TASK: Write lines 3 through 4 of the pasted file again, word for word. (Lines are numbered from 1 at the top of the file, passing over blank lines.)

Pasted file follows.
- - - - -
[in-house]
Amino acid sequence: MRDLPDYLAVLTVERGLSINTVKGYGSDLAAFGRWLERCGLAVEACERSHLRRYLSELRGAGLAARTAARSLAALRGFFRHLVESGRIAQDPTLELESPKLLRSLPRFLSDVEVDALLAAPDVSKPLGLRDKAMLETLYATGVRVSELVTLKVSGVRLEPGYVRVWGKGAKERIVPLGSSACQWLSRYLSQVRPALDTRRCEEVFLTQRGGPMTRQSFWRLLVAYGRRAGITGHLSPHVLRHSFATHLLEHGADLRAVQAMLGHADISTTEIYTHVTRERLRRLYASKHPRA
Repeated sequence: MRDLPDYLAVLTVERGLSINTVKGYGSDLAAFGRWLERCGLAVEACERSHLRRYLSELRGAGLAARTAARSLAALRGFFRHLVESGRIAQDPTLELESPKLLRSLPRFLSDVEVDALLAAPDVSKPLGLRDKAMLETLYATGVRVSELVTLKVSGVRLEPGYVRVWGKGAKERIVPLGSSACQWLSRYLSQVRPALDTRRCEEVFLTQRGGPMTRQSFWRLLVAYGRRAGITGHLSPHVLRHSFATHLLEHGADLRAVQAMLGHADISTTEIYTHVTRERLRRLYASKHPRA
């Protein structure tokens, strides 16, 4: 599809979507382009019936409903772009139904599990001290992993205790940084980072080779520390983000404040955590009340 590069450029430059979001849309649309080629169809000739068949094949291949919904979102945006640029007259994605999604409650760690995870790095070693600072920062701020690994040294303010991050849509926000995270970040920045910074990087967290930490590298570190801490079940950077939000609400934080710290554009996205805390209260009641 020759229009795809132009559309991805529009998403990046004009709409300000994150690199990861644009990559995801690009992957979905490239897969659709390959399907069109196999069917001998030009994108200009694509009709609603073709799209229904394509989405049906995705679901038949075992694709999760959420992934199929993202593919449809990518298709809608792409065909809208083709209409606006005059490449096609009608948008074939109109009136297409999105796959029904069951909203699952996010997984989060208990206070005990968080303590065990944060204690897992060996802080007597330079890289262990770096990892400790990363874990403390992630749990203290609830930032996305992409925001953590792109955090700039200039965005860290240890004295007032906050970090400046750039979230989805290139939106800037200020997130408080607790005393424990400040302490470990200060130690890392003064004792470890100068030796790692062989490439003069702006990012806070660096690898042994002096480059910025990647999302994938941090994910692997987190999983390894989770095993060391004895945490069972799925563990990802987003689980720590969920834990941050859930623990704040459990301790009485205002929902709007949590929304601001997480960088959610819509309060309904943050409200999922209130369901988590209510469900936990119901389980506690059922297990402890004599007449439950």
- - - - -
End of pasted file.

Repeated sequence: MRDLPDYLAVLTVERGLSINTVKGYGSDLAAFGRWLERCGLAVEACERSHLRRYLSELRGAGLAARTAARSLAALRGFFRHLVESGRIAQDPTLELESPKLLRSLPRFLSDVEVDALLAAPDVSKPLGLRDKAMLETLYATGVRVSELVTLKVSGVRLEPGYVRVWGKGAKERIVPLGSSACQWLSRYLSQVRPALDTRRCEEVFLTQRGGPMTRQSFWRLLVAYGRRAGITGHLSPHVLRHSFATHLLEHGADLRAVQAMLGHADISTTEIYTHVTRERLRRLYASKHPRA
């Protein structure tokens, strides 16, 4: 599809979507382009019936409903772009139904599990001290992993205790940084980072080779520390983000404040955590009340 590069450029430059979001849309649309080629169809000739068949094949291949919904979102945006640029007259994605999604409650760690995870790095070693600072920062701020690994040294303010991050849509926000995270970040920045910074990087967290930490590298570190801490079940950077939000609400934080710290554009996205805390209260009641 020759229009795809132009559309991805529009998403990046004009709409300000994150690199990861644009990559995801690009992957979905490239897969659709390959399907069109196999069917001998030009994108200009694509009709609603073709799209229904394509989405049906995705679901038949075992694709999760959420992934199929993202593919449809990518298709809608792409065909809208083709209409606006005059490449096609009608948008074939109109009136297409999105796959029904069951909203699952996010997984989060208990206070005990968080303590065990944060204690897992060996802080007597330079890289262990770096990892400790990363874990403390992630749990203290609830930032996305992409925001953590792109955090700039200039965005860290240890004295007032906050970090400046750039979230989805290139939106800037200020997130408080607790005393424990400040302490470990200060130690890392003064004792470890100068030796790692062989490439003069702006990012806070660096690898042994002096480059910025990647999302994938941090994910692997987190999983390894989770095993060391004895945490069972799925563990990802987003689980720590969920834990941050859930623990704040459990301790009485205002929902709007949590929304601001997480960088959610819509309060309904943050409200999922209130369901988590209510469900936990119901389980506690059922297990402890004599007449439950």